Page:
Wellness

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The connection between asthma and oral health

With viruses thriving in colder weather, more people will get sick with upper respiratory infections during winter. These respiratory infections can trigger asthma attacks, which surprisingly, may have an impact on your smile. 

Inhaler Inhaler Inhaler

Depending on the inhaler used to stop attacks, those with asthma may experience oral health side effects. These can include bad breath, mouth ulcers and oral thrush. People with oral thrush could notice mouth lesions, redness or burning, soreness, slight bleeding and loss of taste. Another common concern of inhaler use is dry mouth. Over time, this can increase your risk of gum disease and tooth decay. Watch for any of these signs, and promptly speak to your dentist if you notice them.

If your inhaler is causing your mouth to feel dry, take these steps to remedy it before it damages your teeth:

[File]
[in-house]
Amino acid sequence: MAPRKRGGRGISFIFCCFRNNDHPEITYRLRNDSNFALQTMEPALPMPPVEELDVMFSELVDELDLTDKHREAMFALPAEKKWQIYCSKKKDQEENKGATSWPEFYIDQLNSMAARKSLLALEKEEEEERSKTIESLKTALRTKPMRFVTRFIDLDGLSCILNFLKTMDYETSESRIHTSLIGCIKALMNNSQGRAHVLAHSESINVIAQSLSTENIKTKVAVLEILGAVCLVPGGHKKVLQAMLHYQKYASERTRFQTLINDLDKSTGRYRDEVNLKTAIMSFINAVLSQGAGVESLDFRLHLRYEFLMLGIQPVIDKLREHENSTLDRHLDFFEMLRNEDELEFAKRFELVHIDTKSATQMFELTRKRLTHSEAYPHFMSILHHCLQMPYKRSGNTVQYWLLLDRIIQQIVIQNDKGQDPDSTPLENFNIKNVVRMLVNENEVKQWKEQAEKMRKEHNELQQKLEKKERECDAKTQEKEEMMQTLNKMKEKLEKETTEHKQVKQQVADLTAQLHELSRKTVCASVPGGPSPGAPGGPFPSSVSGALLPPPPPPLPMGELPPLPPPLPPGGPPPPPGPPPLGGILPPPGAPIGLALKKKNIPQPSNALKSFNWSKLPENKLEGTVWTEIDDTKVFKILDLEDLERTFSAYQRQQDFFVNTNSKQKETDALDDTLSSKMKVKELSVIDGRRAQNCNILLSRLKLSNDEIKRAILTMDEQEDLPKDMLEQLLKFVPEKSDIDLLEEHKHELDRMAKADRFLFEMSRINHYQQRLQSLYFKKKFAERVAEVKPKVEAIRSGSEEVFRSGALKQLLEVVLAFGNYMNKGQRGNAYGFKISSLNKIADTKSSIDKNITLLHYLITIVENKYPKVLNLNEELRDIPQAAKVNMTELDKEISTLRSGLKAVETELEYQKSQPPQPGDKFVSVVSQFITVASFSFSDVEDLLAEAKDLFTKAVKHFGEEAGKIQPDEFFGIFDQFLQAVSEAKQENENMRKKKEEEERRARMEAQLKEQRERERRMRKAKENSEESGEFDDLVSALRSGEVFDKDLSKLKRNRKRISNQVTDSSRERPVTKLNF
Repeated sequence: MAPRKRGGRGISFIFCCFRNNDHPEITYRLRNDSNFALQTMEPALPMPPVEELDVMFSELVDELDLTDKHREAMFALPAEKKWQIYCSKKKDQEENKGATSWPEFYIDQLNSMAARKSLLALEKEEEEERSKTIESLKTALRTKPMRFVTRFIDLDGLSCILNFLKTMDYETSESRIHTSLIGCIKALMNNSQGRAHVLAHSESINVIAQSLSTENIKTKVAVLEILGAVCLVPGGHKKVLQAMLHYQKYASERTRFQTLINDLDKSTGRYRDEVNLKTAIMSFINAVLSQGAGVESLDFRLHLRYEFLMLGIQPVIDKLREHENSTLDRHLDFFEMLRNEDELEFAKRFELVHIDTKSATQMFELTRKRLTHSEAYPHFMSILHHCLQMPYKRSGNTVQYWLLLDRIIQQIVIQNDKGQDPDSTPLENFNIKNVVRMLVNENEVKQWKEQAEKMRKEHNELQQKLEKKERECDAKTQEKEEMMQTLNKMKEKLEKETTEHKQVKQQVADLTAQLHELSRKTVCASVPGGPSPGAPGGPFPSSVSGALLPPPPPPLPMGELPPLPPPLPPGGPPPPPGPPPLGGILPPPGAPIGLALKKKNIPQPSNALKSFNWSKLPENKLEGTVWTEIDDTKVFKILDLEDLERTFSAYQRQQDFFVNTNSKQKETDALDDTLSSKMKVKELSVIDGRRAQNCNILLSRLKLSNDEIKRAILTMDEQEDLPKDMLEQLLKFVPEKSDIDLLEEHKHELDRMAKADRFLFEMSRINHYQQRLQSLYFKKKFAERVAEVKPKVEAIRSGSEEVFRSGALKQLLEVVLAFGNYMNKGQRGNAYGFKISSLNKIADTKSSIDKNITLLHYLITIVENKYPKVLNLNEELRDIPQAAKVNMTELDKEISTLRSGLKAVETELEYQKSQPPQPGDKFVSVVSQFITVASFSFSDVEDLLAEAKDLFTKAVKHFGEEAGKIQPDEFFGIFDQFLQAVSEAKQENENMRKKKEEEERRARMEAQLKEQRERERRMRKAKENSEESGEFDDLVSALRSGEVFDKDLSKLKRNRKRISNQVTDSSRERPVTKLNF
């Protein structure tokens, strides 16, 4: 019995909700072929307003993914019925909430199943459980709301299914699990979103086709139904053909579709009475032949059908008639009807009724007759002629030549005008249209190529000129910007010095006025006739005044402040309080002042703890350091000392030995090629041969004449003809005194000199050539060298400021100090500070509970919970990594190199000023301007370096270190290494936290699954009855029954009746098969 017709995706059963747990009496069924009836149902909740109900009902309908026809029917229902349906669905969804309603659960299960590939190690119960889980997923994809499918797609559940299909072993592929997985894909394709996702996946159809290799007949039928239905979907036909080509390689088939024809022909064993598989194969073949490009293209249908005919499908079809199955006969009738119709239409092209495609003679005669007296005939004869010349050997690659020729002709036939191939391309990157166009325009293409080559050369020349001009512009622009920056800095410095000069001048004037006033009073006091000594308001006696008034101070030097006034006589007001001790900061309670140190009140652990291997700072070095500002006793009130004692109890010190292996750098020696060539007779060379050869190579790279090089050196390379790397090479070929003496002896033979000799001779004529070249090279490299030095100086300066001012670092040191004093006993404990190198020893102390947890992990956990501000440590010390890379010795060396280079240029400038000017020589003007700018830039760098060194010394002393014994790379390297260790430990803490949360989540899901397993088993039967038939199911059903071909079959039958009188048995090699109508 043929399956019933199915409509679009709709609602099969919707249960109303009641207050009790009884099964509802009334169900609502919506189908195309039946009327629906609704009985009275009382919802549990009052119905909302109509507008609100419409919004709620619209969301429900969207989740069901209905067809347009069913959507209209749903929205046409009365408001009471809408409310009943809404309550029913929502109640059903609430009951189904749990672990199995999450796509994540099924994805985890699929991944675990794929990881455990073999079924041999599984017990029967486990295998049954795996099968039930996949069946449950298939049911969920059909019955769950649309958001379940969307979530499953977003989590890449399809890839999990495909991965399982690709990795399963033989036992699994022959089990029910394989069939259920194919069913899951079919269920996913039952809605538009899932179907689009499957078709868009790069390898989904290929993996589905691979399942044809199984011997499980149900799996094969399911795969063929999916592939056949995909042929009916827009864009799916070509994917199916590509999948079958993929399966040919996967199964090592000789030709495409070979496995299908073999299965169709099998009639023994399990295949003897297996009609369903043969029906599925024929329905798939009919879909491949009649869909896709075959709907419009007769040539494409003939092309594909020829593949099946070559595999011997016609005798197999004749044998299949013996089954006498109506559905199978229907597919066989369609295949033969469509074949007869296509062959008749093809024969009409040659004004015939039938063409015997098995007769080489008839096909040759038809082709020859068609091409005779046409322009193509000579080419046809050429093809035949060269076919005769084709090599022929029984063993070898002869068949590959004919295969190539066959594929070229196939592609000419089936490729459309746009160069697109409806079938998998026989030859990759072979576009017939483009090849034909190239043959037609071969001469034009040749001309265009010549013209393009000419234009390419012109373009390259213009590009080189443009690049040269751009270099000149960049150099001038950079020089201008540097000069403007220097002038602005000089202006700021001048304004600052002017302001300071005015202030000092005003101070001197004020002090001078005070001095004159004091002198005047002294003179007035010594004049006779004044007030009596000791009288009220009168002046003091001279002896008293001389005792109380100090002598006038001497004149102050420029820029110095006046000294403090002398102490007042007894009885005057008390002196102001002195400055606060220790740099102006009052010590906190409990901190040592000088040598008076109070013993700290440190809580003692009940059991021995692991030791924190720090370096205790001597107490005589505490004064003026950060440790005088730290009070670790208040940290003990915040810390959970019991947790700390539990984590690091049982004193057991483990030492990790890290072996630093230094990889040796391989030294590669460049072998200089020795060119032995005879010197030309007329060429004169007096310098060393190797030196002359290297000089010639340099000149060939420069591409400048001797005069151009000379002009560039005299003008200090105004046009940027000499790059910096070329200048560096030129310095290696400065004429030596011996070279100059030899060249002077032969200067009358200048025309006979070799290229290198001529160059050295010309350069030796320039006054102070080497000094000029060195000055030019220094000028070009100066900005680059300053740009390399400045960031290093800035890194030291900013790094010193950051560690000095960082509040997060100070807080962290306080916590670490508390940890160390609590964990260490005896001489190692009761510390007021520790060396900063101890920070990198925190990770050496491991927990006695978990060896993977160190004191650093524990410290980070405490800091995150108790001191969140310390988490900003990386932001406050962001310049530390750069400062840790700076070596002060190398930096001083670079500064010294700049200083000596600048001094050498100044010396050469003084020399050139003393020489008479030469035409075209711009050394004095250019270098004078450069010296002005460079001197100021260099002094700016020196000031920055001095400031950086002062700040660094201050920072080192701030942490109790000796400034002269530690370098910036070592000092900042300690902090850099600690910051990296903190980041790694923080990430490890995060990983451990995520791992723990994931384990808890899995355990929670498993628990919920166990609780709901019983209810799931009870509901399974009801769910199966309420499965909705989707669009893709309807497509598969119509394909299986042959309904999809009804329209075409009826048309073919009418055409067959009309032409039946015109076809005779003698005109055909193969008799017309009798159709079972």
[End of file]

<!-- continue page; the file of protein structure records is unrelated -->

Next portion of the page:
• Use over-the-counter saliva replacements.

• Drink water more frequently.

• Chew sugar-free gum.

• Suck on sugar-free hard candy (don’t bite down!).

• Avoid caffeine, alcohol and tobacco.

• Limit your sugar intake. 

• Talk to your dentist about your dry mouth.

This season, take a deep breath and relax knowing you can protect your mouth even when your asthma acts up. Catching these oral health issues early and talking to your dentist can help keep your smile healthy any time of the year. 

You - A smile shows the world who you are. You - A smile shows the world who you are. You - A smile shows the world who you are.